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as Lulubelle in Go West (1940)
|Born||June 2, 1909|
Sturgis, Michigan, U.S.
|Died||May 5, 2005 (aged 95)|
Sonoma, California, U.S.
|Wilbur Guthlein (?–1931)|
Shuyler Schenk (1931–1934)
Neal Wendell Butler (1941–1985)
June MacCloy (June 2, 1909 – May 5, 2005) was an American actress and singer in the 1930s and 1940s.
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In 1928 she joined Vanities, produced by Earl Carroll, but her mother forced her to quit due to her skimpy costume. When she was a teenager, MacCloy was chosen by song writer/producer Lew Brown (of the prolific team DeSylva, Brown & Henderson) to impersonate Broadway star Harry Richman, singing "I'm On The Crest of a Wave" in the ninth edition of George White's Scandals (Apollo Theater, July 2, 1928; 230 performances).
Just prior to making her first movie MacCloy was working in New York City clubs such as the Abbey and Chateau Madrid. She also toured with a Parkington Vaudeville Unit, which used the designing talents of a young Vincente Minnelli. After her film début she appeared with Lupe Vélez, Bert Lahr, Buddy Rogers and June Knight in "Hot-Cha", Florenz Ziegfeld's last production (Ziegfeld Theater, March 8, 1932; 119 performances). Her big number was "Little Old New York" by Lew Brown and Ray Henderson.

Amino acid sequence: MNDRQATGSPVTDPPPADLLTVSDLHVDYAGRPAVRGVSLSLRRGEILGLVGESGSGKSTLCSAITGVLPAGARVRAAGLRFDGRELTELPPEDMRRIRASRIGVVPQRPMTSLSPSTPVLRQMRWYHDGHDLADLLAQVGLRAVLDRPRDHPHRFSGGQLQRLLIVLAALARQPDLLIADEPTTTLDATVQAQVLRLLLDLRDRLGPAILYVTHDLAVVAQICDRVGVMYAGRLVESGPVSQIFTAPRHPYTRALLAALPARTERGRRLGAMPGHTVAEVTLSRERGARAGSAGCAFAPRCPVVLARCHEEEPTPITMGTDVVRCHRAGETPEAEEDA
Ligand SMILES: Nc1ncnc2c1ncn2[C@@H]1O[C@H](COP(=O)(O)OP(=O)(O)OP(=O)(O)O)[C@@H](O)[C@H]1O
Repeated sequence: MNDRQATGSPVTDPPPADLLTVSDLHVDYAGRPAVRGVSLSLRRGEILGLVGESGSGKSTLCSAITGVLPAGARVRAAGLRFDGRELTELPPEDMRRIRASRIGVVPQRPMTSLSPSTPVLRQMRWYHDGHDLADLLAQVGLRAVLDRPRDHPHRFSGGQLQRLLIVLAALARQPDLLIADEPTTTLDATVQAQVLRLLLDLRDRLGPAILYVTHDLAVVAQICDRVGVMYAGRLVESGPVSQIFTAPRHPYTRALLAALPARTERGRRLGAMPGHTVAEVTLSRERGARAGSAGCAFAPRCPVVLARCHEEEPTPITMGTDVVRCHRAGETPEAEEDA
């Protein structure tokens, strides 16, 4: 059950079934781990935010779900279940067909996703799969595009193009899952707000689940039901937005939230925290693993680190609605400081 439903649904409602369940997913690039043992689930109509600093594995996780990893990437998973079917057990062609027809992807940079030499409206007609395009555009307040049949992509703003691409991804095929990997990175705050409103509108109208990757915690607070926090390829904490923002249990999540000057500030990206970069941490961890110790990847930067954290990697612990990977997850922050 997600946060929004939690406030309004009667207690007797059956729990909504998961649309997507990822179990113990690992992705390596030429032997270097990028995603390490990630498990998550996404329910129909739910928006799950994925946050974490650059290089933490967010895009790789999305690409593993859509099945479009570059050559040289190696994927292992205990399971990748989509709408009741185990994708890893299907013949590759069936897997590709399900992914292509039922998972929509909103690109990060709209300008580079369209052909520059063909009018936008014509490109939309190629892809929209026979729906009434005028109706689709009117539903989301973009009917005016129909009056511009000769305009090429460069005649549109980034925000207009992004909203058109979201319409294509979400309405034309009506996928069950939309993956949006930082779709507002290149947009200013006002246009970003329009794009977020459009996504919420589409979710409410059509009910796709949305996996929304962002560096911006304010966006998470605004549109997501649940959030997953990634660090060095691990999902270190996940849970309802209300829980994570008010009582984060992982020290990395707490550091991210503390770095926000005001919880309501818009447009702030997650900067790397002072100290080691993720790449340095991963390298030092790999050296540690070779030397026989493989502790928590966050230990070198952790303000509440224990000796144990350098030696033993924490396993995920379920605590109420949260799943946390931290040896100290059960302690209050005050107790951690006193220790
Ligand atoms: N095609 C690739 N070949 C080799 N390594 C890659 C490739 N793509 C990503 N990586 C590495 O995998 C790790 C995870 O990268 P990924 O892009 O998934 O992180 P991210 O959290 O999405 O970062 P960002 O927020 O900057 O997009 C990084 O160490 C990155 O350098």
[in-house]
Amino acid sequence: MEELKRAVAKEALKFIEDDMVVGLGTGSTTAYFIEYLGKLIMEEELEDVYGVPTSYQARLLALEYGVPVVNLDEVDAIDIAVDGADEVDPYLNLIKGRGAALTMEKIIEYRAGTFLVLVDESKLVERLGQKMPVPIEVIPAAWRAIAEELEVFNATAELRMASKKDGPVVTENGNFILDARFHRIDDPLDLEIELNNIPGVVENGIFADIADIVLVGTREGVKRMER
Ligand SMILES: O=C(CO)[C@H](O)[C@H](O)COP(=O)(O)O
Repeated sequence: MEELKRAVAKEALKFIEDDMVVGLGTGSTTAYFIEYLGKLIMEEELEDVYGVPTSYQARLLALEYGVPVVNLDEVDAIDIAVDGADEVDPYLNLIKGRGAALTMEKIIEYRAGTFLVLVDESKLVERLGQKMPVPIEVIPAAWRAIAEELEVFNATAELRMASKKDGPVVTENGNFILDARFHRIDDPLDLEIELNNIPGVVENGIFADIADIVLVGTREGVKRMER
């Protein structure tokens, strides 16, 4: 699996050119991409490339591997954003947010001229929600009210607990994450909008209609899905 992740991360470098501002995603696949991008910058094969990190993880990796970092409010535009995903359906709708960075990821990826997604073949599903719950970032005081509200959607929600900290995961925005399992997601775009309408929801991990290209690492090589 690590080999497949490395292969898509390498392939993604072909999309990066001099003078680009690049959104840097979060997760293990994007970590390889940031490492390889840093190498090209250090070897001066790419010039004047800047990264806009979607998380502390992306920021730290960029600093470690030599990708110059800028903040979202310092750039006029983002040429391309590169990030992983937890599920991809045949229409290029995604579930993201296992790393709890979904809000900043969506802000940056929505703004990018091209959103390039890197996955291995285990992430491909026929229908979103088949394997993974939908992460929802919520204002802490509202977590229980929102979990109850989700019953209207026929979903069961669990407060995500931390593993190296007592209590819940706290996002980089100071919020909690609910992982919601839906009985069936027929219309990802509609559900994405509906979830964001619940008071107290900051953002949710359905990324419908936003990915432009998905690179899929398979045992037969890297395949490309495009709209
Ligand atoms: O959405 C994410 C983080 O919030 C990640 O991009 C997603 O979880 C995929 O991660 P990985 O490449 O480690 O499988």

Signed by Paramount Pictures in 1930, she was loaned out to United Artists for her first feature, Reaching for the Moon (film) (1931), starring Bebe Daniels, Douglas Fairbanks, Sr., Edward Everett Horton and Claud Allister. She plays 'Kitty,' Bebe Daniels' flirtatious best friend. The director, Edmund Goulding, was casting another Fairbanks film when he heard about MacCloy and wired her to come and test. Her first Paramount film was June Moon (released March 21, 1931), based on the play by George S. Kaufman and Ring Lardner.
Subsequently, MacCloy appeared in a variety of shorts and some features with stars such as Jack Oakie, Frances Dee and ZaSu Pitts. With co-stars Gertrude Short and Marion Shilling, she made a series of shorts for RKO-Pathé called The Gay Girls. One of her directors was the then disgraced Fatty Arbuckle. She co-starred with Leon Errol in the second full Technicolor film Good Morning, Eve! (1934), released just after another Leon Errol short Service With a Smile (1934).
MacCloy subsequently sang with dance orchestras, including Johnny Hamp, Henry King, Jimmie Grier and Ben Pollack. In San Francisco she was featured with the Williams-Walsh Orchestra (Griff Williams and Jimmy Walsh) at the Hotel Mark Hopkins. Her band work took her to Chicago and many other cities.
In March 1931, MacCloy was sued for divorce in Cincinnati, Ohio by Wilbur Guthlein, whom she married in the 1920s. MacCloy married Schuyler Schenck in 1931 and divorced him in 1933. In December 1941, she married architect and fellow jazz enthusiast Neal Wendell Butler, with whom she raised two children. They remained married until his death in 1985.
MacCloy died May 5, 2005 of natural causes.